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number of catastrophic collisions in space. it is because the cost of making satellites is falling rapidly, which is set to lead to mega constellations of thousands being sent into space from next year. and the latest instalment of the fast and the furious has raced to the top of the box office charts, breaking an international record in the process. the eighth film in the action thriller franchise, titled the fate of the furious, took an estimated $532 million globally over the weekend, making it the strongest worldwide debut ever. stay with us on bbc news. still to come, a political push back in the deep south. why democrats in the united states are hoping that georgia could come ground zero in the battle against donald trump. —— become. and a stark warning about the future of global wildlife. nearly half of all matt shaw world heritage sites are under threat. ——
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natural world heritage sites. the school sealed off, the bodies of the dead still inside. i never thought they would actually go through with it. some places have already had nearly as much rain as they would normally expect in an entire year. for millions of americans, the death of richard nixon in a new york hospital has meant conflicting emotions. a national day of mourning next wednesday sitting somehow uneasily with the abiding memories of the shame of watergate. and lift—off of the space shuttle discovery with the hubble space telescope, our window on the universe. this is bbc news.
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i'm celia hatton. the latest headlines: a member of north korea's government has told the bbc his country would react with a pre—emptive nuclear strike if it saw signs that the us was preparing an attack. the social media website facebook has ordered a review after video of a man being shot dead was posted online. it's less than a week until the first round of the french presidential election, and polls suggest it's now a four person race. on monday evening, the far—right candidate marine le pen laid out her tough line on immigration. translation: for france, i would decide on a moratorium on all legal immigration to stop this frenzy, this uncontrollable situation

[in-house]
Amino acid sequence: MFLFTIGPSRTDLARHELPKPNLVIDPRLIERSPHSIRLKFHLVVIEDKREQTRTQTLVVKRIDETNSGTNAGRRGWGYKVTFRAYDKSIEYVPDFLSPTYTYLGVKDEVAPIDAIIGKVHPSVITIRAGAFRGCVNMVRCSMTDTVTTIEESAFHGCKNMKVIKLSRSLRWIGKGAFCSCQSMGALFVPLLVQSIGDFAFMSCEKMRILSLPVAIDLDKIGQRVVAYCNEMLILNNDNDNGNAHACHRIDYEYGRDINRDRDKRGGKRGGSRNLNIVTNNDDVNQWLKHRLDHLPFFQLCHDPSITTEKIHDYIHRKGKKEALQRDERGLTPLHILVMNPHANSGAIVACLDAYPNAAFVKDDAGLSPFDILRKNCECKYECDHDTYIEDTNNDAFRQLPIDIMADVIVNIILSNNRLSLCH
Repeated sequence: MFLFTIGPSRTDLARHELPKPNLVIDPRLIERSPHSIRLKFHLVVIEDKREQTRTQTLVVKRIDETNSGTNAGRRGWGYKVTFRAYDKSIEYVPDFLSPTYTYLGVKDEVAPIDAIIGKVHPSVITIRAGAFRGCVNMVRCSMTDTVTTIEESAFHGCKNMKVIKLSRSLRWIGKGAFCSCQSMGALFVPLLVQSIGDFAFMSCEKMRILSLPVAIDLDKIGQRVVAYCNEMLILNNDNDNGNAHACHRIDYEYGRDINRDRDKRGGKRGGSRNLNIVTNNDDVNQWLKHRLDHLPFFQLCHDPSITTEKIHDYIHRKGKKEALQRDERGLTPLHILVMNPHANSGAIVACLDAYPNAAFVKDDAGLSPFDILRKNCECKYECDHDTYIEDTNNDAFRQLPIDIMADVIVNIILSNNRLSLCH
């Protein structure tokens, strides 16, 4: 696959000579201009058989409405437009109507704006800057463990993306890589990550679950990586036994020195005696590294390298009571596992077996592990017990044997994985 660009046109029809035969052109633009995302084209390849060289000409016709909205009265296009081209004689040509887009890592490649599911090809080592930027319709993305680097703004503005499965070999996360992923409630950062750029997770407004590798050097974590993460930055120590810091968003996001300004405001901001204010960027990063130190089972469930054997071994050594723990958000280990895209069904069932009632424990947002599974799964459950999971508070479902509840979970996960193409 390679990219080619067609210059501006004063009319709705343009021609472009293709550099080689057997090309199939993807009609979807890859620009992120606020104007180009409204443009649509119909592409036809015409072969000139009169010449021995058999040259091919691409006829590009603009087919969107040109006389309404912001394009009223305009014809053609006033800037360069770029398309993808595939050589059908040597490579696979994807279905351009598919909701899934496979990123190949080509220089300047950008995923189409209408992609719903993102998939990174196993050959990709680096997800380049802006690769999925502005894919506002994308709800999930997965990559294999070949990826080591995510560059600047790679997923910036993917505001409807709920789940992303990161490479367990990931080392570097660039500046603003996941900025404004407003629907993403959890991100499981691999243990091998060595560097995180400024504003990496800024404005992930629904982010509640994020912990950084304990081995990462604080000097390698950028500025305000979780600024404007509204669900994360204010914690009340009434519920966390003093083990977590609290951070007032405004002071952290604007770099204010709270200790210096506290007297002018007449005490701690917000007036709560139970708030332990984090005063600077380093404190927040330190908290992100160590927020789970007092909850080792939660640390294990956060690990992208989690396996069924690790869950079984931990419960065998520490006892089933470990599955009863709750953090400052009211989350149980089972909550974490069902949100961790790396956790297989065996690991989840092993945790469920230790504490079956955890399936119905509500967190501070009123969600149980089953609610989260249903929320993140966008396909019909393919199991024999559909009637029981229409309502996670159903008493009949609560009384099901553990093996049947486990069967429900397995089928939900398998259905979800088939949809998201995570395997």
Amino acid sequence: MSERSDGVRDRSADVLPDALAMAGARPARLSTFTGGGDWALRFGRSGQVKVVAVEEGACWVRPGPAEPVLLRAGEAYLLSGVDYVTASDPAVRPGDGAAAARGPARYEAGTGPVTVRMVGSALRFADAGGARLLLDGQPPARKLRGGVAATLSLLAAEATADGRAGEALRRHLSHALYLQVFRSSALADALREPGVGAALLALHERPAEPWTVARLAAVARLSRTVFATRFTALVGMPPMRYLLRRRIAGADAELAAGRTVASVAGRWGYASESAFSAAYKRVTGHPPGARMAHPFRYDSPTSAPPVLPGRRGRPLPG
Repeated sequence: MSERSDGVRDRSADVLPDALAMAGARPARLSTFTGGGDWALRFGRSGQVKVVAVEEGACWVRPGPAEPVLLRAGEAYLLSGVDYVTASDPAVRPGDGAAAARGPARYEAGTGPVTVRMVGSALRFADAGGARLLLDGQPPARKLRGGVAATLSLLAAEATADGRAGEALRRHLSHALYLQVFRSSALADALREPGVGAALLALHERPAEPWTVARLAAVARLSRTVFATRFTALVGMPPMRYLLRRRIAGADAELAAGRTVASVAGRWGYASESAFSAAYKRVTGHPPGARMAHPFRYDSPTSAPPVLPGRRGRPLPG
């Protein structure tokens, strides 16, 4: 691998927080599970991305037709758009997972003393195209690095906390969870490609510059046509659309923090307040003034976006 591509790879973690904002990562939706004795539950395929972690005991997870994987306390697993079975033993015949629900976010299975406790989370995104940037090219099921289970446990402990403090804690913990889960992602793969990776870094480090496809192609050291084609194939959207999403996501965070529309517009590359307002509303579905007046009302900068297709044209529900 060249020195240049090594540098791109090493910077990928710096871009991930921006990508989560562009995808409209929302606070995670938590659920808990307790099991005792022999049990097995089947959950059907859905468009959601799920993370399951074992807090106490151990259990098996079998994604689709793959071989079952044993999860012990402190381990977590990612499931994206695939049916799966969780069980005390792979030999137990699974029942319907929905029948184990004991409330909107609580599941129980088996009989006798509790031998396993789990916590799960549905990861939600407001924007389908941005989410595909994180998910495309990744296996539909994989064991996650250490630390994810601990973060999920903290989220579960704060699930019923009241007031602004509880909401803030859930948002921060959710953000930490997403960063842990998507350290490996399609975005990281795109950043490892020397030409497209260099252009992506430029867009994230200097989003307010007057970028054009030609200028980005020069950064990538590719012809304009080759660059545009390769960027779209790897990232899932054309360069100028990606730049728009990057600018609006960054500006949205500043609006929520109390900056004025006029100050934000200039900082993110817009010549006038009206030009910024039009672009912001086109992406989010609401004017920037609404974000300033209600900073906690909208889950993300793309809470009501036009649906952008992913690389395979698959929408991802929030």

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that is dragging us down. a moratorium to take stock of the situation before putting new, much more drastic, more reasonable, more humane, more manageable rules and regulations in place. the sixth congressional district in georgia's been in republican hands for decades, but democrats think this man can win it back. let's win this on april 18th... it's less than a week until the first round of the french of the four candidates in the running, the centrist candidate emmanuel macron and marine le pen are pretty much neck and neck in the polls. the centre right candidate francois fillon is not far behind — nor is the far—left candidate jean—luc melenchon. our correspondent lucy williamson has more now on his surprising run.
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jean—luc melenchon has been enjoying a different kind of political party, the kind which comes with a big group of people and a sense of celebration. once seen as the protest vote, the communist backed candidate has surged to within a couple of points of the presidential favourite, with his lively way of speaking and his anti—elitist slogan, ‘chuck ‘em out.‘ translation: this campaign has become more than a campaign, it's huge populist mobilisation which rings in a new dawn. mr melenchon wants to pull france out of eu treaties, ramp up public spending and introduce a top rate tax of 90%. friederick hasn't voted for anyone in more than a decade. translation: i'm a worker and most workers today vote for the right or the far right, it's not in their interests. camille says she's 80% sure of voting for him and that her friends are leaning towards him too. all my friends are going to vote melenchon, all of them. i think there's really a big change among people my age and the youth in general. the trump election made me realise that i need to take a position. his rivals are starting to worry. campaigners for the liberal favourite, emmanuel macron, are now targeting underprivileged areas where his far—left rival is expected to do well,